Pulses are defined by the FAO as legumes harvested solely for their seed which is consumed directly. The FAO list includes eleven primary pulses, including peas, and excludes the oilseed legumes and those consumed in immature form as vegetables(1). Peas, more specifically the yellow or green cotyledon varieties known as dry, smooth or field peas, are the naturally dried seeds of Pisum sativum L. and are grown around the world for human and animal consumption. World production of peas in 2009 was more than ten million tonnes, the major producers being Canada, the Russian Federation, China, the USA and India(2). Peas have long been recognised as an inexpensive, readily available source of protein, complex carbohydrates, vitamins and minerals. The high nutrient density of peas makes them a valuable food commodity, capable of meeting the dietary needs of the estimated 800–900 million undernourished individuals worldwide(3). The US Department of Agriculture My Plate Guidelines recommend consuming at least three cups of dry beans and peas per week(4). The majority of the US population consumes less than the recommended serving, with only 7·9 % of adults consuming dry beans or peas on any given day(Reference Mitchell, Lawrence and Hartman5).

In recent years, many studies have identified potential health benefits of pulses, including peas, beyond meeting basic nutrient requirements. The purpose of the present paper is to provide a comprehensive review of the demonstrated and potential health benefits associated with pea consumption. The nutrient composition (summarised in Table 1) (Reference Hood-Niefer, Warkentin and Chibbar6Reference Dostálová, Horáček and Hasalová13) and phytochemical constituents of peas are described in order to provide context for the proposed mechanisms by which pea consumption benefits health. Limitations of current research and recommended future directions are discussed to encourage advancement in the field.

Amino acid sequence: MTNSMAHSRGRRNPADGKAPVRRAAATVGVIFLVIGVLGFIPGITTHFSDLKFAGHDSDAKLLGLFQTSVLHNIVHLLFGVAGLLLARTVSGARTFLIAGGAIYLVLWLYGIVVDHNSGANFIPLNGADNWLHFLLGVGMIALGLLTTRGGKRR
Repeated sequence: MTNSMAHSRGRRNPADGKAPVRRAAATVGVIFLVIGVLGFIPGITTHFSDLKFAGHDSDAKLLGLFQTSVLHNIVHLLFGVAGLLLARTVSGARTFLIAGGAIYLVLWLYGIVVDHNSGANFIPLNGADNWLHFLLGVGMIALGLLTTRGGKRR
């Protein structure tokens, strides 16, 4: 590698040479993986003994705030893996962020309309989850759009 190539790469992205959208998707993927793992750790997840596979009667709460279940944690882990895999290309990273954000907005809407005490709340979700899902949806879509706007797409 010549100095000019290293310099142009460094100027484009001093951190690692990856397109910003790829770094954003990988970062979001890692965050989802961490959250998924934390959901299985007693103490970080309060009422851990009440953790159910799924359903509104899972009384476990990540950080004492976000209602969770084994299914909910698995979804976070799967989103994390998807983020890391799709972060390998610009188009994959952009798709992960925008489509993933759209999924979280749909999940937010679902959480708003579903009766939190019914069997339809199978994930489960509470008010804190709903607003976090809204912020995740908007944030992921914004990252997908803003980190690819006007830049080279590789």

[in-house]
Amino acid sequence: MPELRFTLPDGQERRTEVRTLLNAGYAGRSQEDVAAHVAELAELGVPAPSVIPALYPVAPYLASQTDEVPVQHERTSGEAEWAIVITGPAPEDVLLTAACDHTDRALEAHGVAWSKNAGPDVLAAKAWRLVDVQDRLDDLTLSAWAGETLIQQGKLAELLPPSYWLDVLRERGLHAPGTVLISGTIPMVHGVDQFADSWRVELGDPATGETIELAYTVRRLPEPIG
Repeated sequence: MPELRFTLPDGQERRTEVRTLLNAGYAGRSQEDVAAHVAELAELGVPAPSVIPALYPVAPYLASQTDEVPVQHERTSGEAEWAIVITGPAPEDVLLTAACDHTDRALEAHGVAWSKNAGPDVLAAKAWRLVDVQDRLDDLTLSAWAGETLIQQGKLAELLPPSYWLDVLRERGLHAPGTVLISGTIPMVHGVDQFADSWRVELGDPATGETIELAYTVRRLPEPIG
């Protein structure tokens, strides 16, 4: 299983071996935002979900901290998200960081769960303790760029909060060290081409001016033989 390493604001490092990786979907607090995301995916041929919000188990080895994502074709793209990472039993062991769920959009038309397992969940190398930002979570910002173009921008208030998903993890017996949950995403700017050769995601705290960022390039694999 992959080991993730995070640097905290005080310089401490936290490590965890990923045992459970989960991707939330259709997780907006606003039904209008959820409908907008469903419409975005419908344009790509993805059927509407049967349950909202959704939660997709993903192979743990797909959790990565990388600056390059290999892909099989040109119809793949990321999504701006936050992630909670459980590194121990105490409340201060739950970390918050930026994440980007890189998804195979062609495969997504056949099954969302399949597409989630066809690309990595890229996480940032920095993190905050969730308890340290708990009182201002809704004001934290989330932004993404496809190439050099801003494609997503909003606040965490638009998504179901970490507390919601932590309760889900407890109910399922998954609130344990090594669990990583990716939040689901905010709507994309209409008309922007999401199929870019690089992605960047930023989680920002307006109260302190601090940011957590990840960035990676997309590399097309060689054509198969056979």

* Values are expressed on a moisture-free basis except for amylose, which is expressed on a starch basis.

Compositional information


Peas are a valuable source of protein for both man and animals. The protein content of peas may be influenced by both environmental conditions and genetic factors(Reference Hood-Niefer, Warkentin and Chibbar6, Reference Bourgeois, Jacquin and Casseculle14). Tzitzikas et al. (Reference Tzitzikas, Vincken and DeGroot15) found that the concentration of protein in fifty-nine pea lines ranged from 13·7 to 30·7 % of seed DM, with an overall average of 22·3 %. Hood-Niefer et al. (Reference Hood-Niefer, Warkentin and Chibbar6) reported an effect of environment on the concentration of protein in peas, but observed a narrow range in protein concentration (24·2–27·5 % on a moisture-free basis) in ten genotypes grown in four locations in Saskatchewan, Canada, over two growing seasons.